Cord Blood Banking

Extensive studies in the field of medical science have revealed that stem cells have an exceptional ability to divide ceaselessly and differentiate into different types of cells present in the body. Nowadays, doctors are using these stem cells to treat life-threatening diseases such as leukemia, sickle cell anaemia, osteopetrosis, etc.
Bone marrow and embryos were once considered to be the only viable sources of stem cells. However, now it is well known that cord blood, derived from the umbilical cord and placenta, is also a valuable resource of stem cells. There is practically no difference between cord blood stem cells and those stem cells derived from the bone marrow or fertilized eggs. Plus, these stem cells can easily be harvested shortly after your child’s birth and be used to treat more than 75 different diseases and disorders. Check out our article on Why Store Cord Blood to find out more.
Considering the growing significance of cord blood stem cells, many parents are opting for cord blood banking.

Why Stem Cells?

The sole purpose of the millions of stem cells present in our body is to divide ad infinitum and restock other cells in the blood and immune system. In doing so, stem cells act together as a repair system for our body. In a healthy body, stem cells continue to work relentlessly, but when diseases like leukemia attack the body, the stem cells are also damaged, and they lose their ability to divide and differentiate into other types of body cells. Under such circumstances, new stem cells are required.

What is Cord Blood Banking?

Cord blood banking is a simple procedure in which the blood from the umbilical cord and placenta are retrieved soon after the birth of a baby and preserved for future use at a cord blood bank. To collect the blood, which contains those important stem cells, your health care provider will insert a needle into the umbilical allowing the blood to drain into a collection bag. Alternatively, your cord blood bank may provide a syringe that your health care provider will use for collection.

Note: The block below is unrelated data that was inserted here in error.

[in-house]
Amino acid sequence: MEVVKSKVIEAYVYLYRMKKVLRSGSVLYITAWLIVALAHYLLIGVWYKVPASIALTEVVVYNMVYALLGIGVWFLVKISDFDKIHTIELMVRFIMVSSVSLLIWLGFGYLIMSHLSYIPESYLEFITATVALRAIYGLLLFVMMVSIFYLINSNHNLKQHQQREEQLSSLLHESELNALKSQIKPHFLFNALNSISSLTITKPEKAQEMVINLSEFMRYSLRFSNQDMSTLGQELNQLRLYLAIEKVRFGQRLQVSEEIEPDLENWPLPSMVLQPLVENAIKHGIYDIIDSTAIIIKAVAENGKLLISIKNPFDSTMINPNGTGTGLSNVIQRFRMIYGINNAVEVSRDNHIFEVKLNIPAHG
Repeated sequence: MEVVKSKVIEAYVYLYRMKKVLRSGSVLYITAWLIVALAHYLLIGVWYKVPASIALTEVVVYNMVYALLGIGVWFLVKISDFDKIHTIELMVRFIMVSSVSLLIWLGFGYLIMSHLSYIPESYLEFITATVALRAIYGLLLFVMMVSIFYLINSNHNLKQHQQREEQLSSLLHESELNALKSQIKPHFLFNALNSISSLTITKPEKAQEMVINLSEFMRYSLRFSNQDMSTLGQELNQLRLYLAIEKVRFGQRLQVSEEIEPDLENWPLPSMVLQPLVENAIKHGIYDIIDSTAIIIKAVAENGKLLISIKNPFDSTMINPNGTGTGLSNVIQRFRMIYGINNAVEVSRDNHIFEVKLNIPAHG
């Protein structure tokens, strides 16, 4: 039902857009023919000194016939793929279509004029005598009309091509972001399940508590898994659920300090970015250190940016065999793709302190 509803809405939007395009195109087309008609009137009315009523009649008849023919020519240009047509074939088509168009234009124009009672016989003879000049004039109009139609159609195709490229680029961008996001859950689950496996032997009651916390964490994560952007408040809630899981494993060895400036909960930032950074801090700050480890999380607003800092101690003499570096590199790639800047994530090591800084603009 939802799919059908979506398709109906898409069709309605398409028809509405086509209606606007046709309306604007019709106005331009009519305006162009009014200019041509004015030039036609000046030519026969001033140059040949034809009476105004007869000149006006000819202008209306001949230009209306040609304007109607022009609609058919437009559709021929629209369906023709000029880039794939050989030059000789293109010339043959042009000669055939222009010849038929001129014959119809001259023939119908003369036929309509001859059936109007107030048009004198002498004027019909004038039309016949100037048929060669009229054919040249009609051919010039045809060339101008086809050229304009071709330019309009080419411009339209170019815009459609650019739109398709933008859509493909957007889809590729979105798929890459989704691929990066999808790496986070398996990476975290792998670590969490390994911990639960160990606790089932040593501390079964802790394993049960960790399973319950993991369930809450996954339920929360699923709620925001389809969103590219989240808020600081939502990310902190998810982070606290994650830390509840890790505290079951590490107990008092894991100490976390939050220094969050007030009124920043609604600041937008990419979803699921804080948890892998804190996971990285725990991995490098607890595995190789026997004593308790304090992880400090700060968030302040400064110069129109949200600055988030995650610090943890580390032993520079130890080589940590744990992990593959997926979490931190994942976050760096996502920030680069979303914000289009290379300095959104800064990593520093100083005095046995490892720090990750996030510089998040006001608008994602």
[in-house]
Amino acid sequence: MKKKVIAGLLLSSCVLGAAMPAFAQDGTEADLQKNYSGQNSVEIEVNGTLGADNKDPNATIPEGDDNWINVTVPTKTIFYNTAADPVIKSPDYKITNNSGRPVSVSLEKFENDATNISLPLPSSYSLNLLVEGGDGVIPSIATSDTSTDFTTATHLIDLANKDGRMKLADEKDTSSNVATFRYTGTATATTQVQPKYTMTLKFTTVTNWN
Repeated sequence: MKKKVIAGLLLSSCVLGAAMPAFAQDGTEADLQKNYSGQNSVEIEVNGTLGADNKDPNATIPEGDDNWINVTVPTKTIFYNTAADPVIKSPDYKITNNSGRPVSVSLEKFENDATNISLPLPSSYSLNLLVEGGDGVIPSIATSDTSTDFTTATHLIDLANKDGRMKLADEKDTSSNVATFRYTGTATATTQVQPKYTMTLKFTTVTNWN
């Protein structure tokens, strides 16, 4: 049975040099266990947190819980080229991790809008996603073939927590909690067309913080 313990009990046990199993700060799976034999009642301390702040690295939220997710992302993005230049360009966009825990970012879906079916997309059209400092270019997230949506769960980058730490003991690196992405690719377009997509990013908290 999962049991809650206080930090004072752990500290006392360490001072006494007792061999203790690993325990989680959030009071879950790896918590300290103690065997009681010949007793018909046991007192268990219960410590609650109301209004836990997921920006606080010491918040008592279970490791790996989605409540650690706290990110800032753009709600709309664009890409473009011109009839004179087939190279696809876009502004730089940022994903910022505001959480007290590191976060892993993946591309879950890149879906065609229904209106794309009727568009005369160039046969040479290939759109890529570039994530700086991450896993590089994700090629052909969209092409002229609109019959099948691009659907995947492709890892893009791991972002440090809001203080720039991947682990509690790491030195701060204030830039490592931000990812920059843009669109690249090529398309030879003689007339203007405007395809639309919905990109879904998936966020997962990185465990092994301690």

The entire procedure happens very quickly; collection of the blood shouldn’t take more than five minutes. And since it is done after the umbilical cord has been clamped and cut, this process in no way interferes with you and your newborn. Find out more about how to prepare for birth and collecting cord blood and about how the cord blood is stored and about cord freezing.
Once the blood is collected, it will be sent to the cord blood bank, either private or public, that you have chosen.

Go Public or Stay Private?

The difference lies in the facility where the cord blood is preserved. You have the option to either donate your baby’s cord blood to a public cord blood bank or preserve it in a private cord blood bank. The collection, processing and storage procedure is the same in both the types of banks. However, where they differ is in the area of accessibility and price.